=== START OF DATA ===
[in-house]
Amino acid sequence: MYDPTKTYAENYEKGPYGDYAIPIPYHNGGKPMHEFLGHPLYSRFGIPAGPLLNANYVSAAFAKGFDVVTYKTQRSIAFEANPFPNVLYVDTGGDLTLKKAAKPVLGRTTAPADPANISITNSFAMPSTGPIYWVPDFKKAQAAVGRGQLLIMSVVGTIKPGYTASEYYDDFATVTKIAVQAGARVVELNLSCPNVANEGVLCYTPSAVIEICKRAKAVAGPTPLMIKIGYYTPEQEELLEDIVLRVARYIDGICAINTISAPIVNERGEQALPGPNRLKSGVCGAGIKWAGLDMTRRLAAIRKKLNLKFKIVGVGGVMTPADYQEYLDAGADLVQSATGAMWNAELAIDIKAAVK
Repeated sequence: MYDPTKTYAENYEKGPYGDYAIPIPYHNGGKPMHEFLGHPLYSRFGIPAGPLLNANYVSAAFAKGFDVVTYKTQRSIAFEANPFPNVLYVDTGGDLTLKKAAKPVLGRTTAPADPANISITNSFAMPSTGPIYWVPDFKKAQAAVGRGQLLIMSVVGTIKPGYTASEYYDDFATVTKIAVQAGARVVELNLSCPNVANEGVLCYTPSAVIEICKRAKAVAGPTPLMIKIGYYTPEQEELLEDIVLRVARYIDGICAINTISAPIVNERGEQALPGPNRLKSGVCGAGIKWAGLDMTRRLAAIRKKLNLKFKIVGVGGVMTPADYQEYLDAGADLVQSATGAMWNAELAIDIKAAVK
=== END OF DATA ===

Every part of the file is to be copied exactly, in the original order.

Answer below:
[in-house]
Amino acid sequence: MYDPTKTYAENYEKGPYGDYAIPIPYHNGGKPMHEFLGHPLYSRFGIPAGPLLNANYVSAAFAKGFDVVTYKTQRSIAFEANPFPNVLYVDTGGDLTLKKAAKPVLGRTTAPADPANISITNSFAMPSTGPIYWVPDFKKAQAAVGRGQLLIMSVVGTIKPGYTASEYYDDFATVTKIAVQAGARVVELNLSCPNVANEGVLCYTPSAVIEICKRAKAVAGPTPLMIKIGYYTPEQEELLEDIVLRVARYIDGICAINTISAPIVNERGEQALPGPNRLKSGVCGAGIKWAGLDMTRRLAAIRKKLNLKFKIVGVGGVMTPADYQEYLDAGADLVQSATGAMWNAELAIDIKAAVK
Repeated sequence: MYDPTKTYAENYEKGPYGDYAIPIPYHNGGKPMHEFLGHPLYSRFGIPAGPLLNANYVSAAFAKGFDVVTYKTQRSIAFEANPFPNVLYVDTGGDLTLKKAAKPVLGRTTAPADPANISITNSFAMPSTGPIYWVPDFKKAQAAVGRGQLLIMSVVGTIKPGYTASEYYDDFATVTKIAVQAGARVVELNLSCPNVANEGVLCYTPSAVIEICKRAKAVAGPTPLMIKIGYYTPEQEELLEDIVLRVARYIDGICAINTISAPIVNERGEQALPGPNRLKSGVCGAGIKWAGLDMTRRLAAIRKKLNLKFKIVGVGGVMTPADYQEYLDAGADLVQSATGAMWNAELAIDIKAAVK